Experiencing Windows Azure 0
It’s been a while since I looked at Windows Azure. Recently I received an employee pass to use Windows Azure. I was given small computing power and storage but good enough to beat the trial version of Windows Azure. The Windows Azure Platform management portal at https://windows.azure.com/default.aspx has improved to have the look and feel of a commercial website. I was able to find things I wanted usually within 1 minute the first time and 10 seconds afterwards.
I started developing a WCF service which accesses SQL Azure to log temperature as a test application. Everything started with http://www.windowsazure.com/en-us/develop/net/. You should use Visual Studio 2010 to create an Azure project. I followed the steps at http://msdn.microsoft.com/en-us/library/windowsazure/gg651130.aspx to create my first Azure WCF project. I created a database at Azure portal and configured LINQ to SQL to dbml to the database in my Azure project. SQL Azure works smoothly with other .NET data access components with the catch that each table needs to have a primary key. Otherwise inserting data will fail.
It took about 20 minutes to deploy a package to staging or upgrade a package in staging. Users would have to be patient and work on something else when deployment happens. Since it’s a WCF service, the URL would be something like http://24351ce6f4f9449aaa7b4146dfcc1b2e.cloudapp.net/Service1.svc. Anyone can start a console application as a tester to consume the service. My example logs and gets the temperature to and from a database.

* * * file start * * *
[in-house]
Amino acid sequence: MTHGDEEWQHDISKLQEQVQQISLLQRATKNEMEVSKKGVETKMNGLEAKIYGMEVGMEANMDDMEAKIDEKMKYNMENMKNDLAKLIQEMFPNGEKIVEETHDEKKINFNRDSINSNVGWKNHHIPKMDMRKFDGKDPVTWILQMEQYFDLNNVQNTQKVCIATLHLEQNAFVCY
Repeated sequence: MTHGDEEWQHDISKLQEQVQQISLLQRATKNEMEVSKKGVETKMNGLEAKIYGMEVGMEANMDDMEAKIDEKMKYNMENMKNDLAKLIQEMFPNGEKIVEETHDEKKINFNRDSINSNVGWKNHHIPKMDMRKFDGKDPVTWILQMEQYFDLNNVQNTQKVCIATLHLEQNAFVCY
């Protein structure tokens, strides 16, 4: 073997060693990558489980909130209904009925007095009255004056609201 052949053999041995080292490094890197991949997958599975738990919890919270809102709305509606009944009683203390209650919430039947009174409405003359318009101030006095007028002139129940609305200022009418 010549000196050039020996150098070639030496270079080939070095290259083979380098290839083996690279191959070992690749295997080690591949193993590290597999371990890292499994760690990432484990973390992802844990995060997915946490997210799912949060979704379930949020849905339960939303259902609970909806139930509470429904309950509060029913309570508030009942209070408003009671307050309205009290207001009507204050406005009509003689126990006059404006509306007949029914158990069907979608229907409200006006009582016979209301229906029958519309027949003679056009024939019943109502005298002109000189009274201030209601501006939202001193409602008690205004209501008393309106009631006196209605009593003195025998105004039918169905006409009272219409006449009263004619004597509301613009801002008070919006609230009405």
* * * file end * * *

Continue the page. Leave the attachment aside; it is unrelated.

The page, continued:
I encountered problems when I tried installing http://www.windowsazure.com/en-us/develop/net/ on some other workstations and found strange behaviors. With Visual Studio 2010 professional and ultimate version 10.0.40219.1 SP1Rel, installation successfully detects Visual Studio and installs the correct project. The total size is ~50 MB (click on Items to be installed and scroll to the bottom to see the size). With Visual Studio ultimate version 10.0.30319.1 RTMRel, installation does not detect the existing Visual Studio and installs the Visual Studio web developer express and SQL Express plus other components which are ~500 MB. Upgrade to Visual Studio 2010 SP1 to avoid the problem; otherwise you will not get Azure project type when you create a new project.
If you start debugging your Azure application in Visual Studio 2010 the first time, you may hit a problem of misconfigured SQL instance. Use http://msdn.microsoft.com/en-us/library/windowsazure/gg433134.aspx as an example to change from SQLExpress instance to the default instance. My computer at home has SQL Server 2008 R2 Data Center edition which requires changing to the default instance.